2017 Commencement Student Speaker

 

Frank Chen, computer science major, was the student speaker for the 2017 commencement. The student speaker represents all graduates at commencement and is selected through a competitive process. Chen also received the undergraduate Harry M. Showman Prize, which recognizes students who have effectively communicated the achievements, research, results or social significance of any aspect of engineering. Chen heads to Redmond, Wash. next month to start as a technical program manager at Microsoft.

Can you explain your research interests in general terms, and how they would this be applied?

I worked as an undergraduate researcher at the Vision, Cognition, Learning, and Autonomy lab (VCLA) at UCLA, under the mentorship of Ph.D. student Nishant Shukla and Professor Song-Chun Zhu. My research work was in robot learning; more specifically, training a robot to understand purpose through utility mapping and fluent tracking. Fluents are important formulations in robot learning, as they capture the change in abstract spatial and temporal concepts of an object. To track fluents, we developed a computer-vision module which tracked the status of clothes in real time from videos of cloth-folding demos.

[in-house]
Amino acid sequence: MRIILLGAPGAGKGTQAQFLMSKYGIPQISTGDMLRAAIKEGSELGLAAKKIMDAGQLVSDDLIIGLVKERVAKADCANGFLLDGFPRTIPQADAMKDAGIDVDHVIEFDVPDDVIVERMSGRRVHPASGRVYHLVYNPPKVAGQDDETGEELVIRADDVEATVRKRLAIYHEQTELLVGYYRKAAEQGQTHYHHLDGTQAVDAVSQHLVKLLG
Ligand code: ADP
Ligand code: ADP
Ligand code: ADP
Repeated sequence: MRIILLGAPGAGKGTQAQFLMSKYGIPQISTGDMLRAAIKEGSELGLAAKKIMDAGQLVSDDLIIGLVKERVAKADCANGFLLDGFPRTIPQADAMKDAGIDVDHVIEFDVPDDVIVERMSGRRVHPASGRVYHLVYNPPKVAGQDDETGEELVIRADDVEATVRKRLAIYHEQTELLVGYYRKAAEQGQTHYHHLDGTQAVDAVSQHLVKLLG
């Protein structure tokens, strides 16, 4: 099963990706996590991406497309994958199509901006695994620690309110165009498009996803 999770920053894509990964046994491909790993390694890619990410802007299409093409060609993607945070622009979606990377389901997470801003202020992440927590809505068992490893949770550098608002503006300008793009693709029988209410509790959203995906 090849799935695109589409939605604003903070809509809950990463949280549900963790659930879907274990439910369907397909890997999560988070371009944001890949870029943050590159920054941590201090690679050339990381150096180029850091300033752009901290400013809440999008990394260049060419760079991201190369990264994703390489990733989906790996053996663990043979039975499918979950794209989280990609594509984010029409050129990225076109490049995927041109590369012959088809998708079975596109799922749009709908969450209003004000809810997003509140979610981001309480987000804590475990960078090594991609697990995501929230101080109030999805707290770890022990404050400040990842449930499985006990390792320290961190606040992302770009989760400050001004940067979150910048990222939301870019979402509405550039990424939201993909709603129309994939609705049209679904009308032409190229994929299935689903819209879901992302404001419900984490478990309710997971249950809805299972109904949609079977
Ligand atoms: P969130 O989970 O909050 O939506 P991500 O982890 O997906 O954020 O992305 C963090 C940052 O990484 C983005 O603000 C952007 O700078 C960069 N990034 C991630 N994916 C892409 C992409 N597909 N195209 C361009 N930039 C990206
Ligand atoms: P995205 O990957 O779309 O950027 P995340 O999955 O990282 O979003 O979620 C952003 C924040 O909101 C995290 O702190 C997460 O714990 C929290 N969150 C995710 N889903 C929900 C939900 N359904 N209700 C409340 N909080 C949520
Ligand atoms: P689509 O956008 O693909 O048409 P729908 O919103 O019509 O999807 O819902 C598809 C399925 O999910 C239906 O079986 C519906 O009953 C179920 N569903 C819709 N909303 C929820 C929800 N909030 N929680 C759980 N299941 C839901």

We try to teach a robot to fold a shirt by making it understand the why, how and the what behind folding a shirt. This has major implications in the study of artificial intelligence because robots that understand the purpose behind their actions will try to optimize their utility rather than optimizing their low-level atomic actions. This can lead to interesting observations of imperfect utility-climbing, where the robot does not necessarily follow orders to a precise degree. This is called ‘skepticism’.

How did you get interested in your field?

I was a computer vision research intern at the NASA Jet Propulsion Laboratory for a year (I worked part-time during the school year), and that experience inspired me to continue work in vision and AI at the VCLA lab. My mentor Nishant and the principal investigator Professor Zhu both inspired me to contribute to this scientific community. I believe robotics and AI have enormous potential in our world for the next decade, and I’m happy to have contributed to this field.

Can you share a favorite memory of UCLA that stands out?

Attending and organizing LA Hacks for the past couple of years has been a very rewarding experience. LA Hacks is UCLA’s student-run hackathon; it is an event where you apply what you learn, and meet a variety of people. I encourage everyone to become part of different student orgs during their four years at UCLA. Working and interacting with a diverse group of students will make you think outside of your own bubble; this encourages you to be more open-minded.